The implementation of a Lone Working Policy is essential to safeguard an employee who wishes to visit a premises/site alone and then is faced with a physical danger from someone, has an accident, or falls ill while on the journey or at the premises/site.
Simple measures such as phoning the office during office hours to confirm your safe arrival/return or (if outside office hours) making sure someone knows your location and when to expect your return. Unfortunately, these arrangements are not often implemented.
The conditions at a vacant or unoccupied site must be established before the visit to ensure the appropriate precautions are taken to reduce the risks.
Is it a contaminated site with carcinogenic substances in the ground? The surveyors visiting the site may need special coveralls, boots, gloves and possibly breathing apparatus to undertake a survey.
They also need to consider the controls for removing and cleaning their protective clothing and boots after leaving the site. For example, it would not be acceptable to take the contaminated items home for cleaning.
Do the vacant/unoccupied premises/site have other significant hazards, such as unsafe floors or fragile roofs? Does the surveyor have to ascend to high levels and is this achievable without specialist access equipment? Hazardous materials, such as asbestos or clinical waste items, syringes or needles are items that involve higher risks to visitors.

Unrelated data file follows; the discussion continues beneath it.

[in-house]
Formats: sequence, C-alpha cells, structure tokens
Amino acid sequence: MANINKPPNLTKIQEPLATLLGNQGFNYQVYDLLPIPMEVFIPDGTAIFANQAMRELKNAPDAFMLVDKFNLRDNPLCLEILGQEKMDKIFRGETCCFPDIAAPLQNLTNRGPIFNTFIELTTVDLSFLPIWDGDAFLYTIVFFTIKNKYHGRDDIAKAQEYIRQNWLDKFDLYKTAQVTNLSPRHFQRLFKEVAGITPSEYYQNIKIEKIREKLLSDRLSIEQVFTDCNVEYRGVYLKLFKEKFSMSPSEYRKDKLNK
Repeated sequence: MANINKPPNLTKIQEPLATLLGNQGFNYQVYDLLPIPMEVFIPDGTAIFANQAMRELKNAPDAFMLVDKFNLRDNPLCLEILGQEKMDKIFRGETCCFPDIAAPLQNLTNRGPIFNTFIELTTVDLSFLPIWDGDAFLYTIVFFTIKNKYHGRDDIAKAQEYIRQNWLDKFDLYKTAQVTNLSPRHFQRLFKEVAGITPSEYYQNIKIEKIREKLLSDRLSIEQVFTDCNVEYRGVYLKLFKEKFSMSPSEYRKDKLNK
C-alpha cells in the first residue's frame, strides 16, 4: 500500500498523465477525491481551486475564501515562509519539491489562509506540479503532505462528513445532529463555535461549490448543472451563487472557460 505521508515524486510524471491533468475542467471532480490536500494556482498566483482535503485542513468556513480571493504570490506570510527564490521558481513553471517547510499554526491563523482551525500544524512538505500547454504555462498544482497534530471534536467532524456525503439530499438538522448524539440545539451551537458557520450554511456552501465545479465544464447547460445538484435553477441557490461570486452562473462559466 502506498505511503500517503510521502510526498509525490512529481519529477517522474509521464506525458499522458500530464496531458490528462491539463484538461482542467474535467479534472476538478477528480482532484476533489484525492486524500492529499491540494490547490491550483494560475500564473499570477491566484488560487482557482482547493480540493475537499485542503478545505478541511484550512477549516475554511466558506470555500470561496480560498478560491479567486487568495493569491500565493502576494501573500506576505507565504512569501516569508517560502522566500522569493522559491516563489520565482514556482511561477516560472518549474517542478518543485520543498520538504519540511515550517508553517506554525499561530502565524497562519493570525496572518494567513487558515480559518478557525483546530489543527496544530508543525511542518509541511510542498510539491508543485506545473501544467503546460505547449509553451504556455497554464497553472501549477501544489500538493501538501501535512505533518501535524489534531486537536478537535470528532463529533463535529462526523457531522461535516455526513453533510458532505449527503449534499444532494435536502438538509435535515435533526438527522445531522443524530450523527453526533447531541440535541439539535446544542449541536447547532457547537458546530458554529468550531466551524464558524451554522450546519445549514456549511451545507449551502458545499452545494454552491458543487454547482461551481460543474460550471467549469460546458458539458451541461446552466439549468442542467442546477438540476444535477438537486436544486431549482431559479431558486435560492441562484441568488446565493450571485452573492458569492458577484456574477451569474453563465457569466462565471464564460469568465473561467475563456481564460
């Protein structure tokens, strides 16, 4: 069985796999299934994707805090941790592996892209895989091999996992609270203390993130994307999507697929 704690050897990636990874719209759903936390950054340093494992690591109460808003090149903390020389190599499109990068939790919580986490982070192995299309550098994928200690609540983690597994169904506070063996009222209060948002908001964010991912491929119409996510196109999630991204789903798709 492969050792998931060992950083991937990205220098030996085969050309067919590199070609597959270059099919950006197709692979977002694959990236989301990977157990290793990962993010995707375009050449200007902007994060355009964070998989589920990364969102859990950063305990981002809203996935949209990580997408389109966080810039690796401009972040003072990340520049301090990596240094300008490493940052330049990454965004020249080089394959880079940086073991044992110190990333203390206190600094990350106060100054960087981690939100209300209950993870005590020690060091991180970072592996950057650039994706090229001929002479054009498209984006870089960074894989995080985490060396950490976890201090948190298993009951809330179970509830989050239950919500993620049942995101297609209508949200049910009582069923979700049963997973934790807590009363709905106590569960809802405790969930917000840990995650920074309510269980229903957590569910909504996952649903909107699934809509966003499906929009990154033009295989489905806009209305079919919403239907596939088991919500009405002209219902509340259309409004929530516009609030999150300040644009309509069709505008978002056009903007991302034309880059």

Occupied premises/sitesIf the premises/site are occupied, what is the nature of the occupation and are there hazardous situations, materials or processes the employee should consider?
Manufacturing plants, hospitals, transport depots (particularly rail) and some warehouse or distribution centres can be particularly hazardous environments for both the inexperienced and experienced surveyor.
Many occupied premises have fragile roof areas. If the surveyor needs to access roofs, what safety systems are in place at the occupied premises to avoid falls from height?
Construction sitesWhere construction works are being undertaken, then the Construction (Design and Management) Regulations 2007 will apply and a contractor or principal contractor will be organising and managing the works. The visitor must report to the contractor and either be accompanied or inducted before being allowed to undertake their inspection.
The hazards on construction projects are many and varied. A Construction Skills Certification Scheme Card is a helpful indication to show a surveyor is aware of the basic construction hazards, particularly falls from height; slips, trips and falls; and the movement of vehicles and plant.
It is essential that sufficient information is obtained before the visit to ensure the surveyor is competent to be in such an environment and has the facility to obtain the appropriate personal protective equipment. The minimum would be suitable protective footwear, helmet and high visibility vest or jacket,